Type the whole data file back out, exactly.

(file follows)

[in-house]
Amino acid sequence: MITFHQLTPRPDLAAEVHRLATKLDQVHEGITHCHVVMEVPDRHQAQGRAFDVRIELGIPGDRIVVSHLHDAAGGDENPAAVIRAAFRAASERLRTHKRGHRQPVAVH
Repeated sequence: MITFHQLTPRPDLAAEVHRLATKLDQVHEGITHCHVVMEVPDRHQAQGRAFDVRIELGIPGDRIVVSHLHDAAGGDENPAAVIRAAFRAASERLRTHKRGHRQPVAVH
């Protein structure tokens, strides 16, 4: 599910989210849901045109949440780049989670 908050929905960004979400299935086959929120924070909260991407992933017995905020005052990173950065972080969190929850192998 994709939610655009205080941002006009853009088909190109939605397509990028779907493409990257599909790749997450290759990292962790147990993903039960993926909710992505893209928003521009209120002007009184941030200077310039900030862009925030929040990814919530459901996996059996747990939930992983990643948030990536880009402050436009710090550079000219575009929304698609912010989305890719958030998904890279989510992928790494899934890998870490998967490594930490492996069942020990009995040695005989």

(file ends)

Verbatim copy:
[in-house]
Amino acid sequence: MITFHQLTPRPDLAAEVHRLATKLDQVHEGITHCHVVMEVPDRHQAQGRAFDVRIELGIPGDRIVVSHLHDAAGGDENPAAVIRAAFRAASERLRTHKRGHRQPVAVH
Repeated sequence: MITFHQLTPRPDLAAEVHRLATKLDQVHEGITHCHVVMEVPDRHQAQGRAFDVRIELGIPGDRIVVSHLHDAAGGDENPAAVIRAAFRAASERLRTHKRGHRQPVAVH
């Protein structure tokens, strides 16, 4: 599910989210849901045109949440780049989670 908050929905960004979400299935086959929120924070909260991407992933017995905020005052990173950065972080969190929850192998 994709939610655009205080941002006009853009088909190109939605397509990028779907493409990257599909790749997450290759990292962790147990993903039960993926909710992505893209928003521009209120002007009184941030200077310039900030862009925030929040990814919530459901996996059996747990939930992983990643948030990536880009402050436009710090550079000219575009929304698609912010989305890719958030998904890279989510992928790494899934890998870490998967490594930490492996069942020990009995040695005989």